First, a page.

9 Tips for Conducting Market Research With Contractors

October 27, 2020

As anyone employed in residential or commercial contracting will tell you, the industry hasn’t missed a beat with the pandemic. In fact, they are busier than ever. So, despite everyone working and being at home more – or perhaps because of it – this is a good year for contractors. And that makes them a very desirable target for marketing research.

But they are also a challenging target for marketing research. Let’s face it: the very nature of their jobs means they are not likely to be sitting at a desk in front of a computer waiting to take a survey. They are out and about, on the job site, and working long hours.

However, there are ways to reach contractors to recruit them for marketing research projects. Here are 9 proven tips to help:

  1. Rely on the Experts. If this is your first project targeting contractor respondents, you have a lot to learn. Make sure your sample and market research partner has extensive experience completing a variety of market research projects with this challenging sample. You may need to get creative to complete your project, and a partner who has “been there and done that” can be beneficial.
  2. Don’t Fear Multi-Modal. For really low incidence or tough-to-find audiences, combine an email or phone recruit to an online survey. Mail surveys can also work well with contractors. Multi- modal methodologies are especially effective when you have a low-incidence qualified respondent.
  3. Be Creative in Sampling. Using a dedicated contractor panel is always a safe bet for getting project quotas filled. But you may need to use alternative methods, depending on your specific contractor requirements. Consider buying a list from a trade magazine or association. You may even have to go directly to the job site to recruit respondents to complete the survey.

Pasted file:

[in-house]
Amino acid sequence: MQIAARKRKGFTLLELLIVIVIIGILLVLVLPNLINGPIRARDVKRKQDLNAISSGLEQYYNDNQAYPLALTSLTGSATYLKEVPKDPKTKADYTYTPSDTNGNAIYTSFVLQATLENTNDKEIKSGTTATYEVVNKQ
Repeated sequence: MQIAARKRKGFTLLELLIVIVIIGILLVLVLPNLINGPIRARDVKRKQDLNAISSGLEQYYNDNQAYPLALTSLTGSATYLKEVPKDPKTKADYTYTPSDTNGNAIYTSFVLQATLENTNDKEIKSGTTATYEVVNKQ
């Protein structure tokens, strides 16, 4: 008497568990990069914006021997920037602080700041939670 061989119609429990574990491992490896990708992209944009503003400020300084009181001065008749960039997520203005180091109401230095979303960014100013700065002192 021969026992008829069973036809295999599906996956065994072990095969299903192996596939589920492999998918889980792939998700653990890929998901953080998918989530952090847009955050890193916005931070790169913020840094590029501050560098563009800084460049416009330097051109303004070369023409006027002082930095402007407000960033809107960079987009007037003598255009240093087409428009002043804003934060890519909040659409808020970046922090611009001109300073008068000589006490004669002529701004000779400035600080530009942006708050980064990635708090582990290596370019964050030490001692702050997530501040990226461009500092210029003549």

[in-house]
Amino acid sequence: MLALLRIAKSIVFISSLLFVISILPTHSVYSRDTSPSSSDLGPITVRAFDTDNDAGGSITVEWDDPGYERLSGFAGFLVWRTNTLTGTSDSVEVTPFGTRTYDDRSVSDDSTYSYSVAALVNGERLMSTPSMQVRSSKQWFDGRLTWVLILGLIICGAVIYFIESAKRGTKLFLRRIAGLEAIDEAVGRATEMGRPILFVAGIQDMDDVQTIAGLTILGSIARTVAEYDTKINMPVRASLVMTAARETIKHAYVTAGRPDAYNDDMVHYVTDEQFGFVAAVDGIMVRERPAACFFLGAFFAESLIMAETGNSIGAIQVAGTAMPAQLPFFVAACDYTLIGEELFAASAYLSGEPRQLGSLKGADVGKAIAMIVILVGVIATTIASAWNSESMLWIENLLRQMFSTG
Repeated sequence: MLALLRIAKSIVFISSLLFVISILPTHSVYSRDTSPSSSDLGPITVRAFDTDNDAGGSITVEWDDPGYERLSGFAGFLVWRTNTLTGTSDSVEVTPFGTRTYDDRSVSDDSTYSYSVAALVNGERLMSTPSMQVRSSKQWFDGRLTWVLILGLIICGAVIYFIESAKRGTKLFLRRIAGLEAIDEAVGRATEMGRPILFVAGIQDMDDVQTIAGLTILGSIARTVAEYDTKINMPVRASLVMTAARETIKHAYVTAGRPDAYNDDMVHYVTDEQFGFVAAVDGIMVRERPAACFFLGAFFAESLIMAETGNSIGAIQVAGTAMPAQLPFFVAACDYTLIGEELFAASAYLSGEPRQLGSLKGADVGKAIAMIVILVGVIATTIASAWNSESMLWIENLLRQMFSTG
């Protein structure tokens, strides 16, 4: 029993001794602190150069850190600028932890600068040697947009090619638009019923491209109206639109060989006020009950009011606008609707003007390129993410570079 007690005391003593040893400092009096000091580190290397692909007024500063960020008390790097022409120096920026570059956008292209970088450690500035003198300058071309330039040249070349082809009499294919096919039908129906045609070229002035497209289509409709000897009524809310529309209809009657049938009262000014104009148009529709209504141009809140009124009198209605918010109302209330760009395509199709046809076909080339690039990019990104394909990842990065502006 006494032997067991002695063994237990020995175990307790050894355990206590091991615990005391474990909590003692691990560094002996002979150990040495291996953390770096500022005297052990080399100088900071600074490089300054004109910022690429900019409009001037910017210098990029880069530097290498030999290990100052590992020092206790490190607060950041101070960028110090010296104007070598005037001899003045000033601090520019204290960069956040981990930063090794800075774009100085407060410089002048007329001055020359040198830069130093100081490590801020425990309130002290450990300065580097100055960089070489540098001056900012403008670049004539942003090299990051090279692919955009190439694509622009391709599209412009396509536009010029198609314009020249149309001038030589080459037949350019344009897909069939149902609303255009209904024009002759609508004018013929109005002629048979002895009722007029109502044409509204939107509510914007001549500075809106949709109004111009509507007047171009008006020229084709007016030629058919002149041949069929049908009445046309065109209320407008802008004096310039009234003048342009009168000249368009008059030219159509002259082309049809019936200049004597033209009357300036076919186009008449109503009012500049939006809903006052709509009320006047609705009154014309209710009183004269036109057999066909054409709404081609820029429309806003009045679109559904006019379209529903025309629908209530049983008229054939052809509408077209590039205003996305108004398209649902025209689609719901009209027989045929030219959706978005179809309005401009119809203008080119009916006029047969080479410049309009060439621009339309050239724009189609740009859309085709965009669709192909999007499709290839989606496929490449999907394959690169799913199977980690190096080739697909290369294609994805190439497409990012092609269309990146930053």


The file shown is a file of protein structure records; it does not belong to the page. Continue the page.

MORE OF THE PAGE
4. Multilingual is Required. Don’t count on every respondent being able to complete an English survey or interview. Offer Spanish as an option in all cases, and regionally you may need to offer other languages as well.
  5. Give Them Time. Completing marketing research for you is not their top priority – finishing the job and getting paid is. Because of this allow for a longer than usual field time. Include one or two weekends in your field time, as contractors may be better able to respond then.
  6. Be Aware of Seasonality. In many parts of the country building contractors are busiest in the summer in some parts of the country; In other parts of the country, they work year-round. HVAC contractors are busiest in the summer and the winter. Be conscious about the timing of your project. You will get a better response with more thoughtful answers if you field your project at a less busy time of year. But if you need to survey groups during their busiest times, then plan on giving them a little more time to respond than normal.
  7. In-Person Research Works Great. Most contractors are very interested in tools and especially new tools. Getting to them one-on-one, in iHUTs and shop-alongs around tool talk usually works very well. Meet them at a home improvement store or central location and talk about the tools or other products in which you are interested. Let them handle the tools and try them out. Go to the jobsite with a new drill and let them try it out. Then interview the contractors about their experience and how it compares to other drills they use and have used. Bonus? Maybe they get to keep the new tool as their incentive which will help participation rates. Ethnographies on the job are another way to get high-quality, honest responses.
  8. Open the Funnel. Many contractors move fluidly between job categories. The person who installed your drywall might also be the one who paints it. The person who does your bathroom plumbing might also oversee installation of the sinks, countertops, and tiles. General contractors tend to be Jacks (and Jills) of all trades. So, while they are painting today, they may be perfectly qualified to talk to you about framing tools, flooring installation, or many other areas.
  9. People Know People Like Themselves. Ask your respondents to refer you to other people who could help you with your project. Moving from jobsite to jobsite, contractors regularly meet other people like themselves and, for the right incentive, are willing to make those introductions. At the end of the interview, give them the opportunity to refer others.

Although market research with contractors is challenging, it can be done and can deliver important and insightful results. Just because it is difficult does not mean you should not attempt it. Follow these tips, and you will be able to “build” a successful project!

Symmetric Sampling has 20+ years’ experience completing market research through our Contractor Advisory Board panel. Let’s talk about your marketing research project with contractors. Info@symmetricsampling.com